The Consortium of Eosinophilic Gastrointestinal Disease Researchers (CEGIR) Training (Career Development) Component will use CEGIR resources and opportunities available at each site to create a program that will train new investigators in clinical and translational research, designed to ultimately enhance the likelihood of academic success for the investigators in training. This consortium represents an unparalleled opportunity for new clinical investigators to obtain training in the rare diseases eosinophilic esophagitis (EoE), eosinophilic gastritis (EG), and eosinophilic colitis (EC) and to enhance their career development. Each CEGIR site has experience and resources to aid career development of new investigators in clinical investigation and translational research and has new investigators that would be outstanding CEGIR Trainee candidates. The specific goals ofthe CEGIR Training (Career Development) Component are 1) to enable CEGIR Trainees to become independent clinical and/or translational investigators; 2) to aid CEGIR Trainees in developing a broad understanding ofthe basic, translational, and clinical science pertinent to the immunobiology, pathogenesis, and genetics of EoE, EG, and EC via didactic instruction; and 3) to facilitate CEGIR Trainee networking and integration in the EoE, EG, and EC research community. These goals will be achieved through a variety of important interventions including recruiting stellar candidates, encouraging inclusion of underrepresented minorities, didactic lectures, the Biannual CEGIR Education Symposium, interactions with established researchers and patient advocacy groups (PAGs) in EoE, EG, and EC, opportunities to visit centers of excellence to learn new techniques, and active involvement in other research activities of CEGIR.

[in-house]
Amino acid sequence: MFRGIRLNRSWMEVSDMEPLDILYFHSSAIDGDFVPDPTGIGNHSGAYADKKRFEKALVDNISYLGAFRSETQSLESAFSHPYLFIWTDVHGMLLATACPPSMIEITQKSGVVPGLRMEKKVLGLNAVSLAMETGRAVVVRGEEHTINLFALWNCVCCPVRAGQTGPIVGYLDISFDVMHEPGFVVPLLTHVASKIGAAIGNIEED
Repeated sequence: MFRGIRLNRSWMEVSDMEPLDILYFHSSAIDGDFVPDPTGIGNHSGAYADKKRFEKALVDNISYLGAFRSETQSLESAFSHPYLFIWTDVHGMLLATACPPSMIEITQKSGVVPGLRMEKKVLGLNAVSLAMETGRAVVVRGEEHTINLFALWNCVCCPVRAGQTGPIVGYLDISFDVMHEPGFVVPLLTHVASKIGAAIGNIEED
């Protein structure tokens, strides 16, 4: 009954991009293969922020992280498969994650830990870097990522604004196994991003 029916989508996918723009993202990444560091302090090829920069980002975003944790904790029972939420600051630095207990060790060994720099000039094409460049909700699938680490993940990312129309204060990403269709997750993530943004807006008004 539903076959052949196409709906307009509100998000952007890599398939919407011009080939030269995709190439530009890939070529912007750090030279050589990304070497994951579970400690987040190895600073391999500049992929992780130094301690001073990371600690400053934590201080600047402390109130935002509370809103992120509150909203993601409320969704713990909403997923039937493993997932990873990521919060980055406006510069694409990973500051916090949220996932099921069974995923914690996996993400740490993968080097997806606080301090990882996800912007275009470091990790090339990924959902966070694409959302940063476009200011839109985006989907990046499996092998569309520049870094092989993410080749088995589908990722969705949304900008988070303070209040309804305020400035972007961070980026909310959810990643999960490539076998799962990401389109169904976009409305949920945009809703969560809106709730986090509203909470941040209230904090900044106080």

Public Health Relevance

Increasing the number and quality of clinician researchers studying eosinophilic esophagitis, eosinophilic gastritis, and eosinophilic colitis will improve current and future patient care. We will train clinician researchers about these rare diseases while enhancing the understanding and treatment of them throughout the community. Ultimately, this training is designed to improve patient outcomes while advancing the development of a cure.

National Institute of Health (NIH)
National Institute of Allergy and Infectious Diseases (NIAID)
Specialized Center--Cooperative Agreements (U54)
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Special Emphasis Panel (ZTR1)
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Cincinnati Children's Hospital Medical Center
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